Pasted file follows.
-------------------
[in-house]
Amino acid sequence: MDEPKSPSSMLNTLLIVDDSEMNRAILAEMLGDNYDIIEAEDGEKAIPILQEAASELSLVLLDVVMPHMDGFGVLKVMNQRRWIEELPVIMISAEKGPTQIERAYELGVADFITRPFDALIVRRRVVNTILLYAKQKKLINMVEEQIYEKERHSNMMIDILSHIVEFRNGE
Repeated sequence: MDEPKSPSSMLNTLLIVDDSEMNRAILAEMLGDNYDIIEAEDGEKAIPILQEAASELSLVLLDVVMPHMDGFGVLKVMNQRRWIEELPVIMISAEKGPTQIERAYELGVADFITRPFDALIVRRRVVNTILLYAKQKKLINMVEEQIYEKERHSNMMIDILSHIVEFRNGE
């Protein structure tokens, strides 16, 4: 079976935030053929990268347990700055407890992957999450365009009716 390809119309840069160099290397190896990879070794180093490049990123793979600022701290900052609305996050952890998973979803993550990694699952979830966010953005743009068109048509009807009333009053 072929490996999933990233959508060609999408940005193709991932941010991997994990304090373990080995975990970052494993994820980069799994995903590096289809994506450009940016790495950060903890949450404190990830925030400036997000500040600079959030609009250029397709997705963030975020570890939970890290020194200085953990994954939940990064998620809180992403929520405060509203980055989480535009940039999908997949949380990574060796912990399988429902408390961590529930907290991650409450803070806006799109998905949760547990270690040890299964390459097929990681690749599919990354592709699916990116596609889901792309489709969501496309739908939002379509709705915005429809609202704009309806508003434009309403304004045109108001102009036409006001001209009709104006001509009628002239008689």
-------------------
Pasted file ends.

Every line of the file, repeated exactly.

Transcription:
[in-house]
Amino acid sequence: MDEPKSPSSMLNTLLIVDDSEMNRAILAEMLGDNYDIIEAEDGEKAIPILQEAASELSLVLLDVVMPHMDGFGVLKVMNQRRWIEELPVIMISAEKGPTQIERAYELGVADFITRPFDALIVRRRVVNTILLYAKQKKLINMVEEQIYEKERHSNMMIDILSHIVEFRNGE
Repeated sequence: MDEPKSPSSMLNTLLIVDDSEMNRAILAEMLGDNYDIIEAEDGEKAIPILQEAASELSLVLLDVVMPHMDGFGVLKVMNQRRWIEELPVIMISAEKGPTQIERAYELGVADFITRPFDALIVRRRVVNTILLYAKQKKLINMVEEQIYEKERHSNMMIDILSHIVEFRNGE
């Protein structure tokens, strides 16, 4: 079976935030053929990268347990700055407890992957999450365009009716 390809119309840069160099290397190896990879070794180093490049990123793979600022701290900052609305996050952890998973979803993550990694699952979830966010953005743009068109048509009807009333009053 072929490996999933990233959508060609999408940005193709991932941010991997994990304090373990080995975990970052494993994820980069799994995903590096289809994506450009940016790495950060903890949450404190990830925030400036997000500040600079959030609009250029397709997705963030975020570890939970890290020194200085953990994954939940990064998620809180992403929520405060509203980055989480535009940039999908997949949380990574060796912990399988429902408390961590529930907290991650409450803070806006799109998905949760547990270690040890299964390459097929990681690749599919990354592709699916990116596609889901792309489709969501496309739908939002379509709705915005429809609202704009309806508003434009309403304004045109108001102009036409006001001209009709104006001509009628002239008689």